February 21, 2014 — For many years, over a dozen state grantees have coordinated their LIHEAP and Supplemental Nutrition Assistance (SNAP) programs to help low-income households both heat their homes and feed their families. Signed into law this month, the 2014 Farm Bill made significant changes to the structure of these "Heat and Eat" programs, leaving grantees trying to determine if they will be able to continue offering them.
"Heat and Eat" programs allow low-income households receiving LIHEAP benefits to maximize their Standard Utility Allowance (SUA) under SNAP (commonly referred to as food stamps). The SUA is a fixed dollar amount for a household's utility expenses that is used when calculating shelter expenses for SNAP benefits. The LIHEAP benefit, even if it's only $1, can raise the SUA and result in increased SNAP benefits for a household. States implemented "Heat and Eat" to address the negative impacts rising energy costs have on low-income families meeting other basic needs. A 2011 survey by the National Energy Assistance Directors' Association illustrated this dynamic, finding that one-third of respondents had gone without food due to high energy costs.
Grantees operating a "Heat and Eat" contribute a nominal LIHEAP amount—usually $1, but, at least in one state, as high as $5. That will no longer be allowed under the 2014 Farm Bill. It requires states to provide at least a $20 LIHEAP benefit for "Heat and Eat." This provision was part of the Farm Bill's efforts toward decreasing overall SNAP funding. Some lawmakers thought "Heat and Eat" programs exploited a loophole by offering such minimal LIHEAP payments. The Congressional Budget Office estimated the $20 level would impact SNAP benefits for about 850,000 households each year with an average loss of $90 per month per household. This amounts to between an $8 billion and $9 billion reduction of SNAP benefits over ten years.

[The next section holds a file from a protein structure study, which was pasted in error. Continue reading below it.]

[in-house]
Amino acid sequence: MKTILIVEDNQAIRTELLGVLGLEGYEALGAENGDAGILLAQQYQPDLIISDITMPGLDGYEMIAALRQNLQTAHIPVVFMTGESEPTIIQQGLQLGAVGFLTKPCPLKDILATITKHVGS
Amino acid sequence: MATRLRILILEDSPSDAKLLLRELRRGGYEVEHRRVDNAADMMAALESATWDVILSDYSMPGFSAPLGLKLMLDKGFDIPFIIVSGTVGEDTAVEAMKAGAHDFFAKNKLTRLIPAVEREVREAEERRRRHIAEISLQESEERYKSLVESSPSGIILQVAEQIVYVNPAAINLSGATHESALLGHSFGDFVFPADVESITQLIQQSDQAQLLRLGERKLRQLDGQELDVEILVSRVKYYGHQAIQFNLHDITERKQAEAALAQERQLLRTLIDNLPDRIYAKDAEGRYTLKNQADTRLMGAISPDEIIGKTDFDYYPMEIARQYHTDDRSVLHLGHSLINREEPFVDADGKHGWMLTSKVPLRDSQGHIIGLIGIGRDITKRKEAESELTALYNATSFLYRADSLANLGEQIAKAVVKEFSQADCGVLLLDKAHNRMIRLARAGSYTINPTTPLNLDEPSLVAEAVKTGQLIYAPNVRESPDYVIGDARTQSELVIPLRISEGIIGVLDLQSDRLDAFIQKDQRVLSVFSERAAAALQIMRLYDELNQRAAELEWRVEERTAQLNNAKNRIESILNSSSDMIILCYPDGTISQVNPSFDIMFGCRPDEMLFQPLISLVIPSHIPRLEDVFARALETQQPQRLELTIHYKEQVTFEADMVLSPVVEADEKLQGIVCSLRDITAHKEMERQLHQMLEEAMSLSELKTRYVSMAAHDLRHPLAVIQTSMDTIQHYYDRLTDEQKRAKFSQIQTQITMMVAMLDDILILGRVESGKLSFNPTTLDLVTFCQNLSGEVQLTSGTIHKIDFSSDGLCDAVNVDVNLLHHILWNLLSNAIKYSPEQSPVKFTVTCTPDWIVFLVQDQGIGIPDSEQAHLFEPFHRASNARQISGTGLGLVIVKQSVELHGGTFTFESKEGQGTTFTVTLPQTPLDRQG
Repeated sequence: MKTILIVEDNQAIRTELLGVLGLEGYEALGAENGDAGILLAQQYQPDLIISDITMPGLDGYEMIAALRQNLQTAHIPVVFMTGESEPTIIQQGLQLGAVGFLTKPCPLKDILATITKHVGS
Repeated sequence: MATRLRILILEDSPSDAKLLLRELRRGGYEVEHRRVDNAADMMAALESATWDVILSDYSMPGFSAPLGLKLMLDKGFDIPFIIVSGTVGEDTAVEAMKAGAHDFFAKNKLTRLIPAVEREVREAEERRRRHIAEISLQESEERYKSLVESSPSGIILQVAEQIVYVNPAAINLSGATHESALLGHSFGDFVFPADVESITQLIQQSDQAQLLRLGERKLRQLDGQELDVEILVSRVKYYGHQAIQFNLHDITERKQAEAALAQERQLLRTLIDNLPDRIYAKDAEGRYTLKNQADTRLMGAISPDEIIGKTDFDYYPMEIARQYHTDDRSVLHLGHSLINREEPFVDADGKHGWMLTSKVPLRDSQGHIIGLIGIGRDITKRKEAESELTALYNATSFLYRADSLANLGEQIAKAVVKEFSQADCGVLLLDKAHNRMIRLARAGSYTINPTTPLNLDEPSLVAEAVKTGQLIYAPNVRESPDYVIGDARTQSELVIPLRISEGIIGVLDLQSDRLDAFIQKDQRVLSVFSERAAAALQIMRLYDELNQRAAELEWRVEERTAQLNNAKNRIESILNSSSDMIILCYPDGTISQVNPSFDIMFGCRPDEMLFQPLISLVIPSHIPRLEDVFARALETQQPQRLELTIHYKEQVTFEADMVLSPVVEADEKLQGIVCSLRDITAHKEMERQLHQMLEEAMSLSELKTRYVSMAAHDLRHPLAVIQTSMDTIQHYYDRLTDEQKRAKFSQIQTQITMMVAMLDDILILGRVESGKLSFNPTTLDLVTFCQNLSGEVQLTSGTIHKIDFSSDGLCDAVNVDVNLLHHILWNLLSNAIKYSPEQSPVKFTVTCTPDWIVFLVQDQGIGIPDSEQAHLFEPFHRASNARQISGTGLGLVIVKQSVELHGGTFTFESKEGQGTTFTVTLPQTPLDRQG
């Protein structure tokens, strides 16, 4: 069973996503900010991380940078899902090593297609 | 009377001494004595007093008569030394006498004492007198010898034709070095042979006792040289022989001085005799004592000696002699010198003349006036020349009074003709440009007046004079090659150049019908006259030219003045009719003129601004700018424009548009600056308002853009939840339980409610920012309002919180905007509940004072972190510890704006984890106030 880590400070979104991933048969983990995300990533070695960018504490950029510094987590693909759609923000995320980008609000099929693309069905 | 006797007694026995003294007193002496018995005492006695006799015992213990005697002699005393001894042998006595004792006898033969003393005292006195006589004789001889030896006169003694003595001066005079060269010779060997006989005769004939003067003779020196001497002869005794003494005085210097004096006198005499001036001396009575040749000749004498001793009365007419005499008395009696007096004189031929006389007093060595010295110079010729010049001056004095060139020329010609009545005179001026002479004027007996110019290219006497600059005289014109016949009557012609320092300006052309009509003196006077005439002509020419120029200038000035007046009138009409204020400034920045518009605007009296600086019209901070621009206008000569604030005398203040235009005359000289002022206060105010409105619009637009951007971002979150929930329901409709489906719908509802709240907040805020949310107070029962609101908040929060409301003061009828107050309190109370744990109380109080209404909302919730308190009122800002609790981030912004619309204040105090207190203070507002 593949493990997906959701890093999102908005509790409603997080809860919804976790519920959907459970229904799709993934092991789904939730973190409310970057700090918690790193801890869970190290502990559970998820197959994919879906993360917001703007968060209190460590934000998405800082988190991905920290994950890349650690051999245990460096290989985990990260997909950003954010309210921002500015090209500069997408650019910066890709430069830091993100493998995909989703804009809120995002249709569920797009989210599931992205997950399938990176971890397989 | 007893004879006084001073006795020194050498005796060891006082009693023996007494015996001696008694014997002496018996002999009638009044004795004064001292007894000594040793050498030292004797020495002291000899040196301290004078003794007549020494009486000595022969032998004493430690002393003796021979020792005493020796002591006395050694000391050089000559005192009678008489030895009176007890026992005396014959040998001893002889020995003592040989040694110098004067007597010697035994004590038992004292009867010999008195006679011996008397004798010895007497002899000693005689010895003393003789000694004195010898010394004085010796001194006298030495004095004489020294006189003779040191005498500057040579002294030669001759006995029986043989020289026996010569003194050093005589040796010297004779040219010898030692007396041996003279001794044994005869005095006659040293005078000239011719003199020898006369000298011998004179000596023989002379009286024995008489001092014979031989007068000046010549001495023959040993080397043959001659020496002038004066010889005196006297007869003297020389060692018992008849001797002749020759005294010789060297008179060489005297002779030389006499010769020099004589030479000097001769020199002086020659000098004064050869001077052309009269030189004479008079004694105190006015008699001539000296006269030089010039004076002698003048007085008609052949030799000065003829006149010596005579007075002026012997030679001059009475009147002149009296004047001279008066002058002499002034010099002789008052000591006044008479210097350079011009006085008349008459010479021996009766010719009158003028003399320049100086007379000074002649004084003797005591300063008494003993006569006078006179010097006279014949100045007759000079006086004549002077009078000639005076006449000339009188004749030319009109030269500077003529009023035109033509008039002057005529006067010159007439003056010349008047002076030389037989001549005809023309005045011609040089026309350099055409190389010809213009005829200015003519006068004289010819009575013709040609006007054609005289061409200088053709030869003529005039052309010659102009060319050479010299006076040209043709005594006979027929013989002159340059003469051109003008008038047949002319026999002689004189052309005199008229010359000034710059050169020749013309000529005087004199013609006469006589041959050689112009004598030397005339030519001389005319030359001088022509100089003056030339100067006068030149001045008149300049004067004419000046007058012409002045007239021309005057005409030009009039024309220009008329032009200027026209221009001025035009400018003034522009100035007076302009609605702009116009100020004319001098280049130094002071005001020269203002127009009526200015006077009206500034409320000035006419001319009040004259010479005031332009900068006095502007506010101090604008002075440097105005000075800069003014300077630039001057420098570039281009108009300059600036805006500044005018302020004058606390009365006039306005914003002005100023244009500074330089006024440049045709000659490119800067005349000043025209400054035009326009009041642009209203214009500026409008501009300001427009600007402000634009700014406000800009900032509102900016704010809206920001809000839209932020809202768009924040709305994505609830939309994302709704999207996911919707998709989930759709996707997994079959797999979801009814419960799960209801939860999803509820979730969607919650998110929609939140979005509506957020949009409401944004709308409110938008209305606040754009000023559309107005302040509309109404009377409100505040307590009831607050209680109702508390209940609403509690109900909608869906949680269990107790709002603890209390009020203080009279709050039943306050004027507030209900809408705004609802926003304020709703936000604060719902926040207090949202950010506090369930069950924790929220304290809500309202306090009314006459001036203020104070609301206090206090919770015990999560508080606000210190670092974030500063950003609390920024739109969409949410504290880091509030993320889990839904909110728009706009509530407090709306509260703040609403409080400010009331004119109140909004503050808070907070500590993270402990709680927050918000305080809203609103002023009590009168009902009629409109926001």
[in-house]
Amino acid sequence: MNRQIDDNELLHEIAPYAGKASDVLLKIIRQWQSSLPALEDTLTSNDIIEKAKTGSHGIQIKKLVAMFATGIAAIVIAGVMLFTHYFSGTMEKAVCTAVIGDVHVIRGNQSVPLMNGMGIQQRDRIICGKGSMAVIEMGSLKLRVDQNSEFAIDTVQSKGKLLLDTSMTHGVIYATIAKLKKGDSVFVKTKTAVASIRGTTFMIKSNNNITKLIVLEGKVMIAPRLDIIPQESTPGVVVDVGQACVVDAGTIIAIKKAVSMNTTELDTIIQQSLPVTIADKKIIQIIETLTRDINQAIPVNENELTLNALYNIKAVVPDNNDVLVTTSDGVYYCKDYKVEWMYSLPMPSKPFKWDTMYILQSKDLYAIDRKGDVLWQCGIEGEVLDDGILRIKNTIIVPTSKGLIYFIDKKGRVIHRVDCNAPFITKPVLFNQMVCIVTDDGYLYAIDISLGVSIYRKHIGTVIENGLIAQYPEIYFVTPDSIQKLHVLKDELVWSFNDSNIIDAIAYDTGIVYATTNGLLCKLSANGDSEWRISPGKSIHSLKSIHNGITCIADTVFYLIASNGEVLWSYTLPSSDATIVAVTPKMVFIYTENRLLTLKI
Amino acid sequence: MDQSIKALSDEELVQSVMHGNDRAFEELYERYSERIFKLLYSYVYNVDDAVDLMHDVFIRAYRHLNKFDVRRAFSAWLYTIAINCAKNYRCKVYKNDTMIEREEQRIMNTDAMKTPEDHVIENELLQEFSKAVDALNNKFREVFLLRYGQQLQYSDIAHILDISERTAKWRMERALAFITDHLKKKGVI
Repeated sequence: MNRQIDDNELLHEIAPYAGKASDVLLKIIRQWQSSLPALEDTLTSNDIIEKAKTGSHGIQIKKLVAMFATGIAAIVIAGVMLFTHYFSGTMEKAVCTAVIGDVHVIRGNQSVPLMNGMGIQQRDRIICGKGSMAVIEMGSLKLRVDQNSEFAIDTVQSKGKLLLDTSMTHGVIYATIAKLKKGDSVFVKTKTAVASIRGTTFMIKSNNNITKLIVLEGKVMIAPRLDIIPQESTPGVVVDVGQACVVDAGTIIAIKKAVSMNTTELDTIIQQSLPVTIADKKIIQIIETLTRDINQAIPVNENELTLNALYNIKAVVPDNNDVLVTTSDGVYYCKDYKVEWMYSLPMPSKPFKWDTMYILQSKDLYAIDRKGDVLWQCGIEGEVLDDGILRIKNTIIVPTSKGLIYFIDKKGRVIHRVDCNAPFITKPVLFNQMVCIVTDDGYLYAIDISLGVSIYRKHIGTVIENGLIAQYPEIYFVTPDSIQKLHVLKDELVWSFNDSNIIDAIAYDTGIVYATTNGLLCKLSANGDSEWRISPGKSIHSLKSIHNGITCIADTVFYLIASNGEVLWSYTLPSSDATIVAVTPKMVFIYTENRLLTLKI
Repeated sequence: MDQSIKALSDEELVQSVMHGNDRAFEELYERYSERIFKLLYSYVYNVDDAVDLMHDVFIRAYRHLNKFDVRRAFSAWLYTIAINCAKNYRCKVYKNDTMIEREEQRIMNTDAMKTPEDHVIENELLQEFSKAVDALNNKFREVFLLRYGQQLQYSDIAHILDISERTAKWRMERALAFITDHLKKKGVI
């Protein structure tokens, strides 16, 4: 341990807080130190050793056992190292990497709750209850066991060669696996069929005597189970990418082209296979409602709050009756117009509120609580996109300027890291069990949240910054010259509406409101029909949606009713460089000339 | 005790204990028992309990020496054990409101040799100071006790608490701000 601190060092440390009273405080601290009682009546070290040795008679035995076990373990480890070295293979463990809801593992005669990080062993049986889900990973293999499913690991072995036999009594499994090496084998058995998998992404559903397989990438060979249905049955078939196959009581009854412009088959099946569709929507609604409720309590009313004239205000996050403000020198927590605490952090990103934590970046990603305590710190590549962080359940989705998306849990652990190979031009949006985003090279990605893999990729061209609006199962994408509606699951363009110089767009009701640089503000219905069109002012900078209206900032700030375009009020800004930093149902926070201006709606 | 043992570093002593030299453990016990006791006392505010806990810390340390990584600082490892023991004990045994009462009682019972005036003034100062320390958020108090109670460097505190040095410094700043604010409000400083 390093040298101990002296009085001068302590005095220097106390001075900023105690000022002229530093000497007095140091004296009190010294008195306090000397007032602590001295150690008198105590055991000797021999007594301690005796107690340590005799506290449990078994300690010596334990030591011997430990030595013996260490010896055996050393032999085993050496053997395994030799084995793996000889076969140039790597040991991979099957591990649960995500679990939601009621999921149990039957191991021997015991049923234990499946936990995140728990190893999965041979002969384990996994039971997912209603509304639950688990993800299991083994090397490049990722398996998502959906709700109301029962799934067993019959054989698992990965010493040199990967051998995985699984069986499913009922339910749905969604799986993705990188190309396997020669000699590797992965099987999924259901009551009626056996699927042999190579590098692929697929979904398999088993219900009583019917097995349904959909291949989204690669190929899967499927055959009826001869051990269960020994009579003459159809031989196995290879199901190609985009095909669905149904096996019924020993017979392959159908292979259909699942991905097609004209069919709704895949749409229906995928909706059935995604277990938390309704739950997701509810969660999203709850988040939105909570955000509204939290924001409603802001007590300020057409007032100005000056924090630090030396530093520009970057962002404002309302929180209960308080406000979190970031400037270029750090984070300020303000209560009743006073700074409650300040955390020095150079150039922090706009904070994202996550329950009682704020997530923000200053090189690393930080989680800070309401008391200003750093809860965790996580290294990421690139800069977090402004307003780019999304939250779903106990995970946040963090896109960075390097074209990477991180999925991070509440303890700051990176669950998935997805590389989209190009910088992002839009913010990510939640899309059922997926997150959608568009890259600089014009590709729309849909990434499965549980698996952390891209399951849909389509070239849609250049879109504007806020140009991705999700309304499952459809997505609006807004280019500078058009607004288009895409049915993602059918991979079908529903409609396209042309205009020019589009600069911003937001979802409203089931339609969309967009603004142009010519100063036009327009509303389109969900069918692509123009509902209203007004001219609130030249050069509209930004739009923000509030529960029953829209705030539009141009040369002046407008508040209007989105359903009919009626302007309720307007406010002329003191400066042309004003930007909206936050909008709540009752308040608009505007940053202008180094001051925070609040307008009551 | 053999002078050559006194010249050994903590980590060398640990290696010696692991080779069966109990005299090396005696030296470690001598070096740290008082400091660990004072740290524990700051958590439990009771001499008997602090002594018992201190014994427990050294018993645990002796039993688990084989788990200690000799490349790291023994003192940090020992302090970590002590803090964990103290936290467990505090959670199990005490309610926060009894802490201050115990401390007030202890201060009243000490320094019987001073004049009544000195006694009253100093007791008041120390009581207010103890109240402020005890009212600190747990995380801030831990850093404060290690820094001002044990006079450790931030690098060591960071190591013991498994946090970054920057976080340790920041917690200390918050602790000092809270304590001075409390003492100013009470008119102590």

Since the Farm Bill's passage, "Heat and Eat" states are evaluating what the change means to their programs and how much supplemental funding they would need to continue them at the $20 level. The table below shows data reported by a handful of the states:
State "Heat and Eat" Households Additional Funds Needed to Continue California 320,000 $6.1 million Maine 10,000 $190,000 New Jersey 157,000 $3.2 million New York 300,000 $6 million Vermont 21,000 $400,000 Source: Media reports
Maine officials have told the media they will try to keep their "Heat and Eat" going, as has Vermont, whose governor says he wants to work with the legislature to keep "Heat and Eat" in place.
"The governor feels strongly that Vermont can and should work to fulfill the new 'Heat and Eat' requirements so that eligible Vermonters continue to receive federal food-stamp assistance to feed their families," a spokesperson for the governor stated.
Other states have yet to make a decision. Some say their legislatures would need to appropriate supplemental funding, because LIHEAP funding, which has decreased in recent years, is not enough to make up the difference.
Currently, the Farm Bill's $20 requirement is set to begin in March. However, in mid-February, over 70 members of Congress signed onto a letter asking US Agriculture Secretary Tom Vilsack to delay the "Heat and Eat" provision until this fall. The letter stated that states need more time to adjust policies to "accommodate this drastic cut and roll out the changes seamlessly." The Agriculture Department said its first step would be determining if the Secretary Vilsack even has the authority to delay the cuts.
Sources: Media reports, NEADA, LIHEAP Clearinghouse, Congressional Budget Office